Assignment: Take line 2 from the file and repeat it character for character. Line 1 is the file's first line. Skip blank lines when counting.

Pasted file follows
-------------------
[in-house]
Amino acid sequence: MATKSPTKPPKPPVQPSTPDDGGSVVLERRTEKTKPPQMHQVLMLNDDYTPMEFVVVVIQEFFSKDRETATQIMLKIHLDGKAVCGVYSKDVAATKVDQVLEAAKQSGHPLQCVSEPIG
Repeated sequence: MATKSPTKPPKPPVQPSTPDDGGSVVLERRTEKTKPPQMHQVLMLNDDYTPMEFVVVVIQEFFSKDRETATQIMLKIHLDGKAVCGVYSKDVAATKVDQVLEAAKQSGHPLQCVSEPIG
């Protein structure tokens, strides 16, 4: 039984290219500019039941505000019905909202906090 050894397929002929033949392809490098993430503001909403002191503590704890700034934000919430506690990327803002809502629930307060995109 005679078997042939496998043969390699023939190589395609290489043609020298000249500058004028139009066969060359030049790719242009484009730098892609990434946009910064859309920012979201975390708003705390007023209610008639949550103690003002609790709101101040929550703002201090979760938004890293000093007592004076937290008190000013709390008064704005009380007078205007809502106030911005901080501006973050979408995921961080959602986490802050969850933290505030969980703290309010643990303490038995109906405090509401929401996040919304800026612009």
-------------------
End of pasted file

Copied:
Amino acid sequence: MATKSPTKPPKPPVQPSTPDDGGSVVLERRTEKTKPPQMHQVLMLNDDYTPMEFVVVVIQEFFSKDRETATQIMLKIHLDGKAVCGVYSKDVAATKVDQVLEAAKQSGHPLQCVSEPIG